The final closure of all cheque books as a method of payment is expected to disproportionately affect the elderly, disabled people and the charities that they support, according to one such charity, Stroke Central NZ.
From July 1, most banks will no longer accept cheques as a method of making or receiving payments.
It is a change that Stroke Central NZ is calling The Big Bounce.
Stroke Central NZ’s chief executive, Lee Pownall, says access to online banking can be a challenge for many people with disabilities, including those who have had strokes.
“It is going to affect us massively as a medium-sized charity, as our main clients and supporters are over the age of 65, due to the nature of strokes,” he says.
“Eighty percent of our donations and membership payments come in via cheques and many of our clients don’t use online banking at present. This could have a massive impact on our charity and no doubt many other organisations with similar clients will also suffer as a consequence.”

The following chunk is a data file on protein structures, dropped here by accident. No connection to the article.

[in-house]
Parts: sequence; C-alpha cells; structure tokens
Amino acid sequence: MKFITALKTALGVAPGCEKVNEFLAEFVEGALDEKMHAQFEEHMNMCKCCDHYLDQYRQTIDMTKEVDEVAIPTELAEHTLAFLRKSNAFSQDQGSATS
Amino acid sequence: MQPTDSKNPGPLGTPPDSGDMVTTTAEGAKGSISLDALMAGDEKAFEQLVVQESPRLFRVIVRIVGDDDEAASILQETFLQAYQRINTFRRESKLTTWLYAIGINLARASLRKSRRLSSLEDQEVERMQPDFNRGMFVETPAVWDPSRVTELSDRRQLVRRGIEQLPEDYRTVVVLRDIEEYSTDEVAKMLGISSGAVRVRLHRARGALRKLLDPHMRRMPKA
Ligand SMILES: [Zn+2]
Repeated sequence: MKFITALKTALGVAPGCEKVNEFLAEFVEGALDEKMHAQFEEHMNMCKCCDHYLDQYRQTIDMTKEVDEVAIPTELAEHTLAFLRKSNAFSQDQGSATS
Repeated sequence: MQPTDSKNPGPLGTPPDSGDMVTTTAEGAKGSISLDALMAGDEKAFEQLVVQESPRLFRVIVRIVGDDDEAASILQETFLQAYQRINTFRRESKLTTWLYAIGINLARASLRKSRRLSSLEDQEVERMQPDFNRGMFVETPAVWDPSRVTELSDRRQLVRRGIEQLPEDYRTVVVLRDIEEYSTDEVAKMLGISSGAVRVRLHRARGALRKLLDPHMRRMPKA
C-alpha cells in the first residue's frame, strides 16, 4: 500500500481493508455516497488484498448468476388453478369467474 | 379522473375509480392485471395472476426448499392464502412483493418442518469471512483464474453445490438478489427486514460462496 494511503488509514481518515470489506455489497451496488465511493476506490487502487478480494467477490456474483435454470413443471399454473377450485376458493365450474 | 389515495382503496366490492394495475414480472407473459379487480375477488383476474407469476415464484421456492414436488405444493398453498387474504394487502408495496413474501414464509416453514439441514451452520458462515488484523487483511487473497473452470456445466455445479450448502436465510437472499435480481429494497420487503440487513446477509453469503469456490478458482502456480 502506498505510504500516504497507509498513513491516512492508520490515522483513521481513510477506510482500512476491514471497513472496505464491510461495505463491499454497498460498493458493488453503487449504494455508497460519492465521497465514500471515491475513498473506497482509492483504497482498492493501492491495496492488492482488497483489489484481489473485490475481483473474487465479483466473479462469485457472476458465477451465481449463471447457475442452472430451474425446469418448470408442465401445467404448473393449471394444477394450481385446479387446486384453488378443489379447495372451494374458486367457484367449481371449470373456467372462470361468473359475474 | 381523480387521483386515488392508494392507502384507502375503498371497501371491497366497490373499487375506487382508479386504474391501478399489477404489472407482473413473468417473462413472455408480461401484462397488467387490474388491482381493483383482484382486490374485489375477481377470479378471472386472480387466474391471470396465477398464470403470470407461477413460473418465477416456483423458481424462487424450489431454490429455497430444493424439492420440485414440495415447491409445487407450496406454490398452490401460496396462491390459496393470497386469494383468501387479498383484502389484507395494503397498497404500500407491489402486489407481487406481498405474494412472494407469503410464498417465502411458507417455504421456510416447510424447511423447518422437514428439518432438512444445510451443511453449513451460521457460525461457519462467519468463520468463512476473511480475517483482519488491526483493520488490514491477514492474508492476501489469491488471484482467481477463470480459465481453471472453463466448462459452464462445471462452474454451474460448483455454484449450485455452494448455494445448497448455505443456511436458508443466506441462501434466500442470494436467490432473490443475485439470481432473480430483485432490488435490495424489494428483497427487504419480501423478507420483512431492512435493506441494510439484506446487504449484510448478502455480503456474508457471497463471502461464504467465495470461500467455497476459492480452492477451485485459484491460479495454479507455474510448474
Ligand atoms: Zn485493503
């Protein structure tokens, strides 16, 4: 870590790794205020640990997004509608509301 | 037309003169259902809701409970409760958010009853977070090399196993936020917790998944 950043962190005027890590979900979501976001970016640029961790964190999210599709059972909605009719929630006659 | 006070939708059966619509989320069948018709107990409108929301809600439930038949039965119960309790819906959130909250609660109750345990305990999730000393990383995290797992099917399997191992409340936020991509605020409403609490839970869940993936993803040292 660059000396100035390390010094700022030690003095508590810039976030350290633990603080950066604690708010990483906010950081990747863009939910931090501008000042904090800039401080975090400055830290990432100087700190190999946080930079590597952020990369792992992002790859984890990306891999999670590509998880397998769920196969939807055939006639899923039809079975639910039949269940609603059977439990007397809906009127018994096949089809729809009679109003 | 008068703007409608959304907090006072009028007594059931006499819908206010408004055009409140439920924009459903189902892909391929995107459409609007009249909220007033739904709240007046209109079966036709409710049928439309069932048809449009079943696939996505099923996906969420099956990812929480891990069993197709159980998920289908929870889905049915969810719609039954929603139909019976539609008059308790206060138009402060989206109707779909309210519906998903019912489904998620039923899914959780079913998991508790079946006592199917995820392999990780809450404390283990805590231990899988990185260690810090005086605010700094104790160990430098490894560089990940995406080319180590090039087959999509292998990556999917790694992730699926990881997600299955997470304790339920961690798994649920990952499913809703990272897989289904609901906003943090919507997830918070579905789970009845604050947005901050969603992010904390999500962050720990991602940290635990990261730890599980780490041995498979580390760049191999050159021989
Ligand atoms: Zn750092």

The phasing out of cheques by NZ banks began two years ago, along with many companies ceasing to accept cheques as payment. This is forcing cheque users to transition to other banking methods, such as online banking.
Stroke Central NZ president Grace Moulton says banks need to understand that elderly people are not always internet savvy and if cheques are no longer acceptable, banks should offer alternatives to assist those senior customers.
“A large factor to consider is that as we age, we are often less mobile and more likely to suffer with medical conditions, which can prevent us from taking on and accessing new systems,” she says.
“It is very likely that some elderly and/or disabled people in NZ will be left out as of July 1 if they have not received enough support to ease their transition from cheques to other banking methods.”
She says the impact on charities who are dependent on donations and membership payments remains to be seen, but is cause for concern.
Stroke Central NZ is a not-for-profit organisation, which supports stroke survivors and their carers.